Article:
15. Antinociceptive effects of intravenous administration of hydromorphone hydrochloride alone or followed by buprenorphine hydrochloride or butorphanol tartrate to healthy conscious cats.

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    Simon, Bradley T; Steagall, Paulo V; Monteiro, Beatriz P; Troncy, Eric; Lizarraga, Ignacio

    2016-03-01

    To evaluate antinociceptive effects of IV administration of hydromorphone alone or followed by buprenorphine or butorphanol to cats. 6 healthy adult cats. In a randomized, blinded crossover design, cats received each of 4 treatments in which 2 IV injections were given 30 minutes apart: 2 of saline (0.9% NaCl) solution (Sal-Sal) or 1 each of hydromorphone HCl and saline solution (H-Sal), hydromorphone and buprenorphine HCl (H-Bupre), or hydromorphone and butorphanol tartrate (H-Butor). Skin temperature and thermal threshold were recorded before (baseline) and for 12 hours after the first injection. Percentage of maximum possible effect (%MPE) and thermal excursion (TE) were compared among treatments and measurement points. Compared with baseline values, skin temperature was higher from 0.75 to 2 hours after the first injection for H-Sal; at 0.5, 1, 3, and 4 hours for H-Bupre; from 0.5 to 3 hours for H-Butor; and from 0.5 to 1 hours for Sal-Sal. Thermal excursion was higher than at baseline from 0.25 to 2 hours for H-Sal and H-Bupre and 0.25 to 0.75 hours for H-Butor; %MPE increased from 0.25 to 2 hours for H-Sal, 0.25 to 3 hours for H-Bupre, and 0.25 to 0.75 hours for H-Butor. Results were similar for comparisons with Sal-Sal, except TE was greater for H-Sal versus Sal-Sal and TE and %MPE were greater for H-Bupre versus Sal-Sal from 0.25 to 1 hours after the first injection. Butorphanol administration decreased the duration of antinociception achieved with hydromorphone administration in cats. This opioid interaction and its impact on pain management require additional investigation.

  16. Development and application of carbon nanotubes assisted electromembrane extraction (CNTs/EME) for the determination of buprenorphine as a model of basic drugs from urine samples.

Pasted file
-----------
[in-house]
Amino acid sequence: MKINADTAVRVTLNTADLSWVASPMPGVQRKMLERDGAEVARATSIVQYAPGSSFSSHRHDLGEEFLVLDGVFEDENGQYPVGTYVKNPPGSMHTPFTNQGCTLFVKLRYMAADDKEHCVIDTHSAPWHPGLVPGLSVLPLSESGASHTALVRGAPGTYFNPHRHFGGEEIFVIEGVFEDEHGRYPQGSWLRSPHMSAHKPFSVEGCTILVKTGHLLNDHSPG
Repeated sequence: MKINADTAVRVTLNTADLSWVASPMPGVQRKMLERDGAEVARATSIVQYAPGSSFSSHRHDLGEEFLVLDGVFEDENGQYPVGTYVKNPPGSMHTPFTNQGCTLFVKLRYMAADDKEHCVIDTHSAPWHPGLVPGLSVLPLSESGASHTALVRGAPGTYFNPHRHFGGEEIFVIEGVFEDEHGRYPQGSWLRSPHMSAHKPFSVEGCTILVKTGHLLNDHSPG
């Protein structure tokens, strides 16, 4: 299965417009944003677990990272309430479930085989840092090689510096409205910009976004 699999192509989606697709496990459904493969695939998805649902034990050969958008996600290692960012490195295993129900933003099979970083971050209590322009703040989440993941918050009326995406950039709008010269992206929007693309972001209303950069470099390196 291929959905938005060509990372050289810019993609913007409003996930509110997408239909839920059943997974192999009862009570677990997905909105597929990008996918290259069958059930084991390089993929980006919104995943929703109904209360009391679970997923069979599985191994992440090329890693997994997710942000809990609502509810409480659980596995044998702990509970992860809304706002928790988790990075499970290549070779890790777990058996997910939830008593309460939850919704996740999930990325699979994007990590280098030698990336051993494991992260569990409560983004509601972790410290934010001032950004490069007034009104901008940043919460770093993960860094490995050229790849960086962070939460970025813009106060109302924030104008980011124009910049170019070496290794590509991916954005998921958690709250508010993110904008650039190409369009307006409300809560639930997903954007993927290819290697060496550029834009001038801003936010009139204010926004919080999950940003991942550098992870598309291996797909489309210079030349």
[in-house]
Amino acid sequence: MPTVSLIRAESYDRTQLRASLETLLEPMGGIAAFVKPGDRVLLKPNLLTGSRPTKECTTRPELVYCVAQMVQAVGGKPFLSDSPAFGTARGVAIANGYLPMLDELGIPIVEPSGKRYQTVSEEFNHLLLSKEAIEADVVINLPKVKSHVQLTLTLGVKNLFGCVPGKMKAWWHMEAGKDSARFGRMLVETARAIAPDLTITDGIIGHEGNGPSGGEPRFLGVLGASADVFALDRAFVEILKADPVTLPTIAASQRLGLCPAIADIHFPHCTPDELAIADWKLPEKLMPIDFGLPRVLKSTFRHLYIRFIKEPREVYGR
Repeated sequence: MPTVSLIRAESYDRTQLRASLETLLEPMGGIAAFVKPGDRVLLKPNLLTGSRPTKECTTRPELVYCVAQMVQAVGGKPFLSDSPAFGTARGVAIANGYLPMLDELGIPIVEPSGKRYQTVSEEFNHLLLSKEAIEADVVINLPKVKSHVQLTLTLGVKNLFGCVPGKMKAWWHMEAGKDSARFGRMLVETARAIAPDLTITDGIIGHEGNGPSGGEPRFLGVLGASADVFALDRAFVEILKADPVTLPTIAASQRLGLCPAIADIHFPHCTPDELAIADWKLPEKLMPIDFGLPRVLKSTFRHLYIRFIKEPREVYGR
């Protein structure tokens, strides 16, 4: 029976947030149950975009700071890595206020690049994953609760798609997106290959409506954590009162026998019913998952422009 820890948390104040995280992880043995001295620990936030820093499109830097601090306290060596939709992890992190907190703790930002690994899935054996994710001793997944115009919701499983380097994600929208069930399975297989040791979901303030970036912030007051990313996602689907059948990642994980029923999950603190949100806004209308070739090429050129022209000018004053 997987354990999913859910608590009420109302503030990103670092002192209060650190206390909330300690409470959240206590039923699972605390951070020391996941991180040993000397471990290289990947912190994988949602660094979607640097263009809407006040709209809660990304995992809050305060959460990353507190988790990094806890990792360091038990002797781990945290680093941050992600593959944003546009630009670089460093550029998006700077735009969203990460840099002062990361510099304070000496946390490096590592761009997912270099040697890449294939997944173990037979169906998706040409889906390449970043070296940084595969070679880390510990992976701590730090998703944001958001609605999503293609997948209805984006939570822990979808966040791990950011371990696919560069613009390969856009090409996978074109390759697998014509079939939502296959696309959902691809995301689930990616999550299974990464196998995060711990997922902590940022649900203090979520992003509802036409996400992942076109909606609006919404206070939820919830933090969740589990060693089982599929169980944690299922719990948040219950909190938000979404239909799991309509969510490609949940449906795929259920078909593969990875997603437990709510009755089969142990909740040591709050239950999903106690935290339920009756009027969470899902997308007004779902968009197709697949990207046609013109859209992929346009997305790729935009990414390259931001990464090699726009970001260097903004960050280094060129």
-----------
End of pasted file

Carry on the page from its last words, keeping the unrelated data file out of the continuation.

Science.gov (United States)

    Hasheminasab, Kobra Sadat; Fakhari, Ali Reza

    2013-03-12

    In this work carbon nanotubes assisted electromembrane extraction (CNTs/EME) coupled with capillary electrophoresis (CE) and ultraviolet (UV) detection was developed for the determination of buprenorphine as a model of basic drugs from urine samples. Carbon nanotubes reinforced hollow fiber was used in this research. Here the CNTs serve as a sorbent and provide an additional pathway for solute transport. The presence of CNTs in the hollow fiber wall increased the effective surface area and the overall partition coefficient on the membrane; and lead to an enhancement in the analyte transport. For investigating the influence of the presence of CNTs in the SLM on the extraction efficiency, a comparative study was carried out between EME and CNTs/EME methods. Optimization of the variables affecting these methods was carried out in order to achieve the best extraction efficiency. Optimal extractions were accomplished with NPOE as the SLM, with 200V as the driving force, and with pH 2.0 in the donor and pH 1.0 in the acceptor solutions with the whole assembly agitated at 750rpm after 25min and 15min for EME and CNTs/EME, respectively. Under the optimized conditions, in comparison with the conventional EME method, CNTs/EME provided higher extraction efficiencies in shorter time. This method provided lower limit of detection (1ngmL(-1)), higher preconcentration factor (185) and higher recovery (92). Finally, the applicability of this method was evaluated by the extraction and determination of buprenorphine in patients' urine samples. Copyright © 2013 Elsevier B.V. All rights reserved.